Both of these players were talked about in detail in the above link about the US National team players. Funny enough, they are opposite in nature despite coming from the same team. Chesley projects to be about as safe as an NHL pick can be as a well-rounded defensive defender with good size and a right shot. He also comes with a limited ceiling of a middle-pair player due to his offensive ability and vision/ability with the puck on his stick. Hutson is very skilled but very small, creating a narrow path to NHL success but not one without comparables in the modern game (Torey Krug, Jared Spurgeon excelling despite a lack of size).
Both of these players might be considered a bit of a reach at 21, and Hextall has traded down in the first round in his past job. Could the Pens have the possibility to move down 5-10 picks and look for one of these rearguards there while picking up an additional (needed) draft pick? Could be a possibility.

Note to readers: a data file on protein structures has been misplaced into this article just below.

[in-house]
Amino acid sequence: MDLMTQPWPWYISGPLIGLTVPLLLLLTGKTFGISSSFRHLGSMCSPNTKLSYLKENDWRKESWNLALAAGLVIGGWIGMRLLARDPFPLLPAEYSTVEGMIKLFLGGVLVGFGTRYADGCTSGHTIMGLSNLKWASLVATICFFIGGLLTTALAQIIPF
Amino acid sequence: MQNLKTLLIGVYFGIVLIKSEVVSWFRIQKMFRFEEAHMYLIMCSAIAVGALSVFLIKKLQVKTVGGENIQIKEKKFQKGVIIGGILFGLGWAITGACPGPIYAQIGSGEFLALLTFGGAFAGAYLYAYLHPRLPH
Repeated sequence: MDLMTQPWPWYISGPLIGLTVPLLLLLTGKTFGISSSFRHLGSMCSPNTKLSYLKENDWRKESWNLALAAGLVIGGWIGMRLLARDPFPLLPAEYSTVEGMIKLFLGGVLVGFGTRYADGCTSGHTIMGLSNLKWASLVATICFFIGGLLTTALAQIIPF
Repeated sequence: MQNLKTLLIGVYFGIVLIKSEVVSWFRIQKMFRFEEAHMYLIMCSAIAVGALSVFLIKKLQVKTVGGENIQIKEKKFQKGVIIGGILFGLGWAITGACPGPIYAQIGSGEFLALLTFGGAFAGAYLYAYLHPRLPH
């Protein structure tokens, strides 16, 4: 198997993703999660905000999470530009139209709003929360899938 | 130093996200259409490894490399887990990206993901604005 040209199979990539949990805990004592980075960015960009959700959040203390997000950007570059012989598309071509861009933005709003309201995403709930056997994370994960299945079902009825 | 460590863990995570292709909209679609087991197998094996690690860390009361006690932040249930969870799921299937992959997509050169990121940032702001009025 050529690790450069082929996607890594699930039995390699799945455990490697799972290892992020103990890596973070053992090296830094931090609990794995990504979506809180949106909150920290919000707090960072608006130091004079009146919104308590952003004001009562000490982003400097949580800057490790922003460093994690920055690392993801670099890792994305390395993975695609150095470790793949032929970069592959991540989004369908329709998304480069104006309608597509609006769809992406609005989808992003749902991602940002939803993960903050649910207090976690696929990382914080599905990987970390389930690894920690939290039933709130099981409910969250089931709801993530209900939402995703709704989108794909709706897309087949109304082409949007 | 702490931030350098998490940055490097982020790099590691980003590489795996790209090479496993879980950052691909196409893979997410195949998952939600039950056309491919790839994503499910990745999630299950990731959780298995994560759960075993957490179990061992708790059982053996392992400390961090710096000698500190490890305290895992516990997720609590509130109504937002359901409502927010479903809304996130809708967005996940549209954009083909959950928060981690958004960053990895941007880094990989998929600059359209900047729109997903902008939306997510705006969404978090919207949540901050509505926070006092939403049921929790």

Pittsburgh has not drafted a defenseman in the first round in now a decade since 2012 (Olli Maatta and Derrick Pouliot). This is mainly since they haven’t had a lot of first round picks in the last decade, and as a result it shows through horribly at this point when looking at their organizational depth chart as far as having impressive prospects right now.
Talented defenders with bright futures are badly needed by the Pens, and this year’s draft should provide an opportunity to go in that direction if the team chooses to do so. It likely will not be another decade before they take another blueliner high in the draft, and 2022 might just break that streak if the right guy is still around at pick No. 21.